Right as I was coming home from doing some errands, I’d heard a crash, then these guttural noises coming from the back yard. I’d run to the gate, unlocked it, and was met by the sight of my nearly three-year old little girl, Rorysaurus, blood matting her curls and smeared all over her face. After realizing she wasn't hurt, I’d assumed something had happened to her brother, as all of my fears at that point centered on him, and was afraid she’d fallen on him while playing and had crushed his skull.

I raced around the corner of the house, and scanned the ground for my son’s body. My eyes swept over the grass, over towards the laundry room, then back. I couldn’t find him. "He’s over there," our neighbor had said, pointing to the cement in front of the basement where we all did our laundry. And there, on the ground, was a mass of red, blue, flesh and dirt. I stared for a minute before rushing over to the heap that was my brother, Needlenoggin. He was lying flat on his back, looking up towards the swinging wooden planks that had been our landing, nearly three stories above him.

Needlenoggin, then 22, had been taking Rorysaurus out the back door of our third story apartment, when the stairs had collapsed. They'd been holding hands, and then they were falling. In a split second, Needlenoggin pulled my little girl to his chest, rolling around her before they hit the support-beam midway through. His first thorasic vertebrae burst as they smashed through that 8 inch piece of wood, and then they finally slammed into the pavement and garden fencing 30 feet below my back door. He shattered two other T-level vertebra upon impact, fractured C-1 and C-2, sustained a traumatic brain injury and a compound fracture of one arm, and partially scalped himself.

Rorysaurus walked away with a few minor scratches.

After his fusion, and his 6 week stay in a rehab facility, my brother was sent home. We weren't provided with a nurse, a wheelchair, therapy or a doctor. We had to buy a wheelchair van, and my life became all about paraplegia, lawsuits, therapies, medications, bowel treatments and depression. Rorysaurus began treatment for Post Traumatic Stress Disorder, but a wheelchair is a more visible sign of an injury, and so my brother commanded a much larger share of our attention, energy, time and money. We were told he might never feed himself, and wouldn't sit up, stand or walk ever again, and I had to encourage him to fight to get as well as he could in spite of the grim prognosis.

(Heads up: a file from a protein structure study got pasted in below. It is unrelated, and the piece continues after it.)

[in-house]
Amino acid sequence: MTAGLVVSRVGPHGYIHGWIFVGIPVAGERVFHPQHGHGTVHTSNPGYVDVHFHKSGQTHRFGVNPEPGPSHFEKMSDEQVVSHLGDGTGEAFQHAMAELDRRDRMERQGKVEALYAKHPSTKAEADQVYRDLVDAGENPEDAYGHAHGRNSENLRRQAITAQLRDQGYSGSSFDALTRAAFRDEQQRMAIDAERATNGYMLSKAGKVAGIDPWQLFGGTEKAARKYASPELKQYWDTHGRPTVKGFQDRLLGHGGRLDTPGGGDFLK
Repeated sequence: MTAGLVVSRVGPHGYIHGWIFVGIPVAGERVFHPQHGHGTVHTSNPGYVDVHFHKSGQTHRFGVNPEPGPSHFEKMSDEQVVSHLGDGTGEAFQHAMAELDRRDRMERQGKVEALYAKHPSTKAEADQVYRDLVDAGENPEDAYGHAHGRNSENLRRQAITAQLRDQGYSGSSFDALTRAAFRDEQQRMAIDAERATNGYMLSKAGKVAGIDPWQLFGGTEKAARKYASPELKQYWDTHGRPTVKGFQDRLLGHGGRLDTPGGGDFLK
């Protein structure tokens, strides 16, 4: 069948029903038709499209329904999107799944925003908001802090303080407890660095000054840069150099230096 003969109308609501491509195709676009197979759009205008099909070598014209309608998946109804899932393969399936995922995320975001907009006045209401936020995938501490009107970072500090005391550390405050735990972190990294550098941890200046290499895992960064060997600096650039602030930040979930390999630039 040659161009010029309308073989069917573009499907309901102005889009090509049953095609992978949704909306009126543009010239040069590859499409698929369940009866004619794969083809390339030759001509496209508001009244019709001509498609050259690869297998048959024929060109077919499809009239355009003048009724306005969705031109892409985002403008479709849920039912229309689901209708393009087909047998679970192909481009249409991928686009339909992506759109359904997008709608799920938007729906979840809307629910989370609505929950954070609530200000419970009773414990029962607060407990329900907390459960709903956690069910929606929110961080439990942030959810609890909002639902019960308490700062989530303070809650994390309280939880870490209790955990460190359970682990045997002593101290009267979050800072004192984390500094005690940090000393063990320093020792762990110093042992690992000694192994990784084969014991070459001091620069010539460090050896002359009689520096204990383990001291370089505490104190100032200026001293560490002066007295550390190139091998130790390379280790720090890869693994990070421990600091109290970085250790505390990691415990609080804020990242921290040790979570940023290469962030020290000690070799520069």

What passed was easily the worst year of my life. I made new friends in the disability community, and learned important things (like not to say "wheelchair bound"). I gathered knowledge and pushed my naturally-lazy and now-depressed baby brother into working as hard as he could. MediCaid repossessed his wheelchair, refused to cover life-saving medications, and wouldn't provide for important Durable Medical equipment. I was forced to beg and borrow to keep him alive, all the while wondering what happens to people who don't have family, or who don't have tenacious family. One social worker answered bluntly. "They die." I felt myself losing my mind, as I didn't see an end to the constant care, and I couldn't see any chance to get help.